If you haven't been hiding under a rock you'd know that leglocks are like Hansel, so hot right now. The internet is brimming with new ways to flounder, facilitate, finish or fustigate when attacking the legs.
But competition, rules, safety, humans, coaches and whoever else want you to stay away from the fun. But you're not going to are ya?
Here is a little looksy into how to approach the game of legs without getting yourself into strife, whilst still building a solid foundation for fighting from the waist down.
Straight Ankle Locks Only
If you thought this would be a blog on how to find a loophole in the white belt code of conduct, my bad. At this point in time, the finish of leglocks is on the horizon but so far out of reach.
Your ability to conceptualise and practice BJJ is most likely at such an infantile state (no offense) that you will not only hurt someone but you will be so preoccupied with the finish you will abandon common sense. This will show itself by you using unnecessary strength, yanking joints, abandoning guard passing, and a good many other mistakes.
So for now, straight ankle locks only.
Pick your partner
When you're getting our first foray into feet-to-waist fighting, choose your leglock sherpa wisely. Someone who is of a higher belt and knowledgeable of the leg game, but who you also trust.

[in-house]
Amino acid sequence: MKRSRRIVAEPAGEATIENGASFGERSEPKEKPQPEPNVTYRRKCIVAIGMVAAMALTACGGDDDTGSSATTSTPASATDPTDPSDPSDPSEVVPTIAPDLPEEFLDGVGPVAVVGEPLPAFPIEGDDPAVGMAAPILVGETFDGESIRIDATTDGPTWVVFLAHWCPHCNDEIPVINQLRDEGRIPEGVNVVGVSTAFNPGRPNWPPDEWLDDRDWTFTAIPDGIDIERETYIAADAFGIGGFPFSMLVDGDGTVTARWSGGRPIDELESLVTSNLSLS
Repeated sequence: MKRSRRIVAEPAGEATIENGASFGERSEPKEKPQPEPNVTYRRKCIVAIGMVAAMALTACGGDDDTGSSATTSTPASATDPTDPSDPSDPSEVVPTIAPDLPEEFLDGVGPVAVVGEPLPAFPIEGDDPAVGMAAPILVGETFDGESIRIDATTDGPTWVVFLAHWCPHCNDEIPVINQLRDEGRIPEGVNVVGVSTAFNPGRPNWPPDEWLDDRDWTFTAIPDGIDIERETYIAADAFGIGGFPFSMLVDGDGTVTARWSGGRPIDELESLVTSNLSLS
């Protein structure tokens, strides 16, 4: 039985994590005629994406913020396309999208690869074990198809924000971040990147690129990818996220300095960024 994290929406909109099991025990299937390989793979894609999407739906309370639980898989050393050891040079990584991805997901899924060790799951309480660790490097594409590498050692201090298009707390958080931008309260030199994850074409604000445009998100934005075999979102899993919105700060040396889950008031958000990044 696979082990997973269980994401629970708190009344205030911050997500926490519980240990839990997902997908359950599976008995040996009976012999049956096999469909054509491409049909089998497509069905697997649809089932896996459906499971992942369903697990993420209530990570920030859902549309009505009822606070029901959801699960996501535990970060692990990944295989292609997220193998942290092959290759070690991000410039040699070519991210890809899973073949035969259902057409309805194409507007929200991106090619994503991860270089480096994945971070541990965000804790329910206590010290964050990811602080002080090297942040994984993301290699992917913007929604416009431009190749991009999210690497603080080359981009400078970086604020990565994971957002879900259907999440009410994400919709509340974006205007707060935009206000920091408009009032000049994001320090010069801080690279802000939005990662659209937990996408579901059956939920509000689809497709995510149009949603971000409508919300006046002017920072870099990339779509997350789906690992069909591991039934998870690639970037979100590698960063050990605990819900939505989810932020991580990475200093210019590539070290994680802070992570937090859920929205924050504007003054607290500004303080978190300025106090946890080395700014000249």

Let them put you in safe leglocks with good technique, but also forbidden submissions so you can respect and experience why they are for higher belts.
Feel before they're real.
Control is everything
If you cannot control the leg, and in turn your opponent, there will not be any submission finish. Control and maintaining control are paramount in leg submissions. Without it, you will get your guard passed and find yourself in more precarious positions than when you started.
Try getting a rear naked choke without having the back.
Attack from the bottom
Leg hungry guys and gals will often give up a perfectly good top position to sit back for a leg lock. While this is great if you have a refined game, you and I know that your ego can't handle the embarrassment of falling back for a failed highlight ankle lock only to look like humpty dumpty.
Instead try and attack from positions where there's not much to lose anyway, like from most bottom positions. Just be aware of the potential guard pass.
Last but not least...
Consult your coach. Always.
If he's not okay with it, then that's what is in your best interest whether you choose to accept it or not. Maybe it's not your time, but it's coming.